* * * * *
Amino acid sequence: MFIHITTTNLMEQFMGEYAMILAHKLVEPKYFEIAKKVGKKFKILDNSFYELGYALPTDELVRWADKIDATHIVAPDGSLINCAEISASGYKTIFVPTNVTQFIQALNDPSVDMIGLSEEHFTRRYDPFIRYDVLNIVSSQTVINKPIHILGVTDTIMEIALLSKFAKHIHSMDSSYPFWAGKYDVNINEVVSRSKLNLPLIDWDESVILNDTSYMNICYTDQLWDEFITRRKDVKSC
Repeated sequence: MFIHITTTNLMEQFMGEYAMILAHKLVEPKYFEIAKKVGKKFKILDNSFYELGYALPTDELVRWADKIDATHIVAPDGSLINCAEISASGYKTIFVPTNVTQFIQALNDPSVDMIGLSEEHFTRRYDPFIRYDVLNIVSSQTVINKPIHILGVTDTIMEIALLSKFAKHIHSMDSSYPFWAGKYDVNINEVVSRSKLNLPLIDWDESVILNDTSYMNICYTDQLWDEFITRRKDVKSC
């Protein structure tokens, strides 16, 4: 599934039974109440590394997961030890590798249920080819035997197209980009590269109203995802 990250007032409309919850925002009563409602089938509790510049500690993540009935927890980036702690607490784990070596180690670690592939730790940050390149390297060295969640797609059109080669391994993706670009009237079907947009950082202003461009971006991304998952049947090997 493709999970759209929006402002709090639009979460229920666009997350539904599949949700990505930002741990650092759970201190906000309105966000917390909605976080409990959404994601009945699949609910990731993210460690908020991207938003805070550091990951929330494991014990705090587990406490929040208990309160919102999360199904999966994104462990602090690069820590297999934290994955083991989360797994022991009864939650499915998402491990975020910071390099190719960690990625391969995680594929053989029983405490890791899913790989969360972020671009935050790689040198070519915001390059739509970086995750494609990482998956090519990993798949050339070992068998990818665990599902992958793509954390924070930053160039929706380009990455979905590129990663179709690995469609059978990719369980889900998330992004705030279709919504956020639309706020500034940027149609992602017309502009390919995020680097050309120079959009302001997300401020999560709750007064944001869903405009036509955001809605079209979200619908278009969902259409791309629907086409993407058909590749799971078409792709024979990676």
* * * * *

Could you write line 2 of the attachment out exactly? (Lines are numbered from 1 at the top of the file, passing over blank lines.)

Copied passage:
Repeated sequence: MFIHITTTNLMEQFMGEYAMILAHKLVEPKYFEIAKKVGKKFKILDNSFYELGYALPTDELVRWADKIDATHIVAPDGSLINCAEISASGYKTIFVPTNVTQFIQALNDPSVDMIGLSEEHFTRRYDPFIRYDVLNIVSSQTVINKPIHILGVTDTIMEIALLSKFAKHIHSMDSSYPFWAGKYDVNINEVVSRSKLNLPLIDWDESVILNDTSYMNICYTDQLWDEFITRRKDVKSC